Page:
Modern soft synths

VST, AU, AAX, etc. plug-in Virtual Instruments discussion
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jancivil
KVRAF
16122 posts since 20 Oct, 2007 from No Location

Post Tue Mar 21, 2017 6:37 pm

coding isn't music. end of story, for me. I'm far more interested in law, for that matter.
I know my limitations. I'm no sailor, either.

ghettosynth
KVRAF
11420 posts since 13 Oct, 2009

Re: Modern soft synths

Post Wed Mar 22, 2017 12:10 am

wagtunes wrote:
ghettosynth wrote:What you are describing wags is what building and modifying stuff with Reaktor is like at the highest levels. Just take parts of existing synthesizers and make them a part of your own, or another synthesizer. Over time, you might find that there is a natural path down to the lower levels, or maybe not. I can't promise you that there won't be gotchas, as I'm sure that you found out in your medical programming days.

I'll give you a good example. The BlueMatrix and GreenMatrix synths in the classic collection are not really something that are worth putting a lot of effort into because there is a lot of complication in the filters as the devs were using the primary modules in somewhat non-standard ways. Resonance is implemented as feedback outside of the primary filters and the primary filter resonance is fixed. The resonance path is fed from the bandpass output of the standard filter which lends a particular quality to the tone. They can be useful, but, they are definitely inaccurate and replacing the standard filters probably won't buy you much. That's the kind of thing that's best to just either use it or ignore it and move on to more fertile ground.
At least with Reaktor there is stuff to work with. I'm not designing from a blank slate. And yes, in just a couple of days I have come a long way with Reaktor. Nothing super complex yet mind you, but I'm not lost anymore.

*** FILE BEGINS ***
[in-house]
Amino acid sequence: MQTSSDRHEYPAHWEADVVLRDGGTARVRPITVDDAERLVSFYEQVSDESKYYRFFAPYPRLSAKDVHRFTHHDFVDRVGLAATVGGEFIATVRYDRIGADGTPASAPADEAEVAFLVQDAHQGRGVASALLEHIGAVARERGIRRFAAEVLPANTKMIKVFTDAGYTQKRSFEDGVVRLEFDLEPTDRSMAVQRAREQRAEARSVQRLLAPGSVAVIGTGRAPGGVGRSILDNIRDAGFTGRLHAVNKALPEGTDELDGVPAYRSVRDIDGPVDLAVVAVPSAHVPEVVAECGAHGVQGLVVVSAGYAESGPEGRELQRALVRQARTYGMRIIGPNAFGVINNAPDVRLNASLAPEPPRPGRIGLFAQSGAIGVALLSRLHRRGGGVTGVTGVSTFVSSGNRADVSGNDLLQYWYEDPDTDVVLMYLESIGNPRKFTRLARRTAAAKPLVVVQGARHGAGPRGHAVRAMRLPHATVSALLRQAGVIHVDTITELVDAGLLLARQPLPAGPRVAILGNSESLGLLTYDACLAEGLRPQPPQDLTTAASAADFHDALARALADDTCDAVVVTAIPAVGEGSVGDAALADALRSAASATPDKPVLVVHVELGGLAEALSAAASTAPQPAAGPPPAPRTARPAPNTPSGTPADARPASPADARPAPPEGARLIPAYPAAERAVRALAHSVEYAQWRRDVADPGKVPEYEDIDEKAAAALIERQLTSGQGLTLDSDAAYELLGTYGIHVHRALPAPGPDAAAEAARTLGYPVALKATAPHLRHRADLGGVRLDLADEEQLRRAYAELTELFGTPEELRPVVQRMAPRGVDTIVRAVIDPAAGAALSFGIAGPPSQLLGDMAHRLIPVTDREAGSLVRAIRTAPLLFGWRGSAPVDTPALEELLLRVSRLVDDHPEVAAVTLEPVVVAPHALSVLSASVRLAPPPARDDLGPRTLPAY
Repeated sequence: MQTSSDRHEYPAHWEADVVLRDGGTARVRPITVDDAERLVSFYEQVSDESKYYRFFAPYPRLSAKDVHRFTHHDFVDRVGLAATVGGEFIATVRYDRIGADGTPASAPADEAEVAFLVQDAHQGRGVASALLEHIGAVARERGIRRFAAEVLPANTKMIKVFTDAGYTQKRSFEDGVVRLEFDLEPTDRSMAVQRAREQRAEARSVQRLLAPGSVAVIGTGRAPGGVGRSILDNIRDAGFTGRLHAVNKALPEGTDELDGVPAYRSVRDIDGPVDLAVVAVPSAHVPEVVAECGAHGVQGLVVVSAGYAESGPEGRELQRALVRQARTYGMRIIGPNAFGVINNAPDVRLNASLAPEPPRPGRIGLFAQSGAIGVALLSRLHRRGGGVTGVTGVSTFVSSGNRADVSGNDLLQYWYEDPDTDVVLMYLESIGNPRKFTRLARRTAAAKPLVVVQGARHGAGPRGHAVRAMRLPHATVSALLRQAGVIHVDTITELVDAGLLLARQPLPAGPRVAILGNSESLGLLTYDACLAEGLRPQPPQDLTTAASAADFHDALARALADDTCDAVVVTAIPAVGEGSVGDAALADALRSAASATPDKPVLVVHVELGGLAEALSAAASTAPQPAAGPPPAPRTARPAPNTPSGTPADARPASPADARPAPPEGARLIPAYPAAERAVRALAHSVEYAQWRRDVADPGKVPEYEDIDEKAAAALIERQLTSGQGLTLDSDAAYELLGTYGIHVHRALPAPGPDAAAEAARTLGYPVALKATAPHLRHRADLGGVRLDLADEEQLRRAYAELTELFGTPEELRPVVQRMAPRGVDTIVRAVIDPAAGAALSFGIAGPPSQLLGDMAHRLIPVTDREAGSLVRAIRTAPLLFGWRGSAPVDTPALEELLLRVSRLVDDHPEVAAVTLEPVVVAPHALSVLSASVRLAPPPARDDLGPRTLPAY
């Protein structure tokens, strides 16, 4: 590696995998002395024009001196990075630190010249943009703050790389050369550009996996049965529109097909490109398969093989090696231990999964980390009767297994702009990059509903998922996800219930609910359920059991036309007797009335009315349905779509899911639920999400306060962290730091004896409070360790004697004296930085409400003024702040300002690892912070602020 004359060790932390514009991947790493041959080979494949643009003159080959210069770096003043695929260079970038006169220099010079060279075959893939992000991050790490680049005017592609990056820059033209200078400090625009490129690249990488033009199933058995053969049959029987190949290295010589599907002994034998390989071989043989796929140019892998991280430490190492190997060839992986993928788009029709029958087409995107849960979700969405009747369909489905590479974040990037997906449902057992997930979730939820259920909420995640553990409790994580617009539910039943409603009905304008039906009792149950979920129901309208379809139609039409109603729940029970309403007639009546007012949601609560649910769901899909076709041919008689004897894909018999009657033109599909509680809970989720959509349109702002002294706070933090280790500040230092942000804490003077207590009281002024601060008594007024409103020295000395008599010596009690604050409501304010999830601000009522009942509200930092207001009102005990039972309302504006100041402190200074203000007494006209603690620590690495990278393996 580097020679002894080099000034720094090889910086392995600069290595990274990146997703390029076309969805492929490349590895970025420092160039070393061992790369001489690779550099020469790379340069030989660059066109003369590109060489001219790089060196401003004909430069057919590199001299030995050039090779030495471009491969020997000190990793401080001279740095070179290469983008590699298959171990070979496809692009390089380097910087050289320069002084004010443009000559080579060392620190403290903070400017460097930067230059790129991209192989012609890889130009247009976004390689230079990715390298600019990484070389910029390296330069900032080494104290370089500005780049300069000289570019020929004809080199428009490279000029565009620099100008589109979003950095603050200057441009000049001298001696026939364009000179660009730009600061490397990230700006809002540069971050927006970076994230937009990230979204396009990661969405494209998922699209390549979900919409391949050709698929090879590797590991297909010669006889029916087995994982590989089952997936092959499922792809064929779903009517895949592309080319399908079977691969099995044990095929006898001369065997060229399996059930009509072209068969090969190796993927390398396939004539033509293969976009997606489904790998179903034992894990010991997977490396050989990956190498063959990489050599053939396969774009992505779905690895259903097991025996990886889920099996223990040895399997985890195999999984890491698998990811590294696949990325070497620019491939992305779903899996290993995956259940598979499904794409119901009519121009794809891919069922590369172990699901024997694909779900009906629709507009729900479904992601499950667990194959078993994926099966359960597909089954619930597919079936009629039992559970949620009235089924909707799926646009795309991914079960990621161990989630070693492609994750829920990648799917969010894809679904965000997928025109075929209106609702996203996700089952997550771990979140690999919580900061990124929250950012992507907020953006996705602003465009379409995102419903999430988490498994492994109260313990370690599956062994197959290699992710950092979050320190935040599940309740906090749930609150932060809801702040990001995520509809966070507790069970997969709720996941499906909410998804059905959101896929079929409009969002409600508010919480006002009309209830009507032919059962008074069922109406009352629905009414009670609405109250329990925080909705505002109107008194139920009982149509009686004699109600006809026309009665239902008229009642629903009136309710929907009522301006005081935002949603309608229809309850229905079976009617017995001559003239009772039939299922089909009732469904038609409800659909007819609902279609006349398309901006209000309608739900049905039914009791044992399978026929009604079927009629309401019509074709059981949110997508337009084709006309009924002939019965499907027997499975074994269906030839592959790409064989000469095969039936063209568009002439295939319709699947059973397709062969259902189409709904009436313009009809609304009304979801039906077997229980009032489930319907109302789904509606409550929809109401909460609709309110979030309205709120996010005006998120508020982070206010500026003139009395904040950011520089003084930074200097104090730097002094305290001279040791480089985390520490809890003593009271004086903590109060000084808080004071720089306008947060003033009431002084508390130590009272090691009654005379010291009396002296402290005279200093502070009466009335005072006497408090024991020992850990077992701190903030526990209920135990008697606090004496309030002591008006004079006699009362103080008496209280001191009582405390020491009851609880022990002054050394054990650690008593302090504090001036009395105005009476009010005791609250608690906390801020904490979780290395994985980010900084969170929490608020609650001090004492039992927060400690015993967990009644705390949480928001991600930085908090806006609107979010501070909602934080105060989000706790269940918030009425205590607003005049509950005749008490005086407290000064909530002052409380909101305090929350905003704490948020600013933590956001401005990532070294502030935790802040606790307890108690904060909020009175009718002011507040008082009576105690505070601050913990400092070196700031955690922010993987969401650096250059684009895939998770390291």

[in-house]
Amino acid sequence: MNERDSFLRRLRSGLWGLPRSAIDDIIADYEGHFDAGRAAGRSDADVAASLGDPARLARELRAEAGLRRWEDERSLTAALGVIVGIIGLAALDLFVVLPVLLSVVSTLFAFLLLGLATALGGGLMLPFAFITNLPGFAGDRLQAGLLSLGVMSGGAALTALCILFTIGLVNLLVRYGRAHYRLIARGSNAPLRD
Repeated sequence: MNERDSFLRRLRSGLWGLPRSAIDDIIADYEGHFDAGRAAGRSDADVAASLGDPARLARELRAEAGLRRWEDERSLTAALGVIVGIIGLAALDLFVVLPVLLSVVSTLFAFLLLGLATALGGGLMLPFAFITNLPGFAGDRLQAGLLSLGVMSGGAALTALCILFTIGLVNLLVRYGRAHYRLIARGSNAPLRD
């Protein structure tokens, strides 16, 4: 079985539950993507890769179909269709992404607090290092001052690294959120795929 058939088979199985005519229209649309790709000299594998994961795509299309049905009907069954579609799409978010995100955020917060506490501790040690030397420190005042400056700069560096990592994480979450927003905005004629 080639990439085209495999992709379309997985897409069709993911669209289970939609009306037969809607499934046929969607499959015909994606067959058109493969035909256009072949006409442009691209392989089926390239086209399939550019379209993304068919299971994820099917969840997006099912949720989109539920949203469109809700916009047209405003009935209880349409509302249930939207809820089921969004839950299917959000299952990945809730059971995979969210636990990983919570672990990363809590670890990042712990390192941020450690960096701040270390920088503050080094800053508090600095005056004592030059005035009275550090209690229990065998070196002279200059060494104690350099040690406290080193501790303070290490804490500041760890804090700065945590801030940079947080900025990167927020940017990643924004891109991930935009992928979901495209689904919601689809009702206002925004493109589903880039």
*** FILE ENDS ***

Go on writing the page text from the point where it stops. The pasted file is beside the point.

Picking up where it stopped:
xoxos wants me to open up a programming language with a blank project screen and start writing code from scratch.

First of all, I don't even know what language I would need to buy a compiler for to even do this. I'll assume C++. Now it looks like I can buy C++ for under $100. But then I'm probably going to need to buy at least one book to learn how to program in it. And probably another one for DSP programming.
Ok, so I'm not at all suggesting that you go down this path, IMNSHO, it will bring minimal rewards for the effort required and is not in any way "pareto optimal," but, to be clear, if you are ever interested enough to try, you only need c++, and the compiler can be had for free. Microsoft's community edition development tools work just fine for building VSTs. I'm assuming that you have a windows machine. AFAIK, Apples dev tools have always been free and still are.
TLDR - I've got better things to do with my time.
I agree. I'm not advocating jumping into development as a path to anything. I'm only saying that if you want better sound out of Reaktor that you can get a LOT of mileage out of a few basic skills.

User avatar
Synthman2000
KVRian
546 posts since 27 Apr, 2016

Re: Modern soft synths

Post Thu Mar 23, 2017 4:43 am

Thought I would add my 2 cents.

I like my new Virus Snow, when I need a modern sound for Psy that is where I go. It sounds futuristic to me. It does things other synths are simply are incapable of doing, it has a unique selling point.

I don't like Spire much, it gets used only very occasionally. It may be the Virus Supersaw crew like Spire for that side of it ? Not sure, I am no expert in supersaws. I like how Spire looks and feels but it all seems a tad bland to me (Spire needs an injection of adrenaline for the next update), does not seem to excel at anything I need. I choose something else that sounds better usually.

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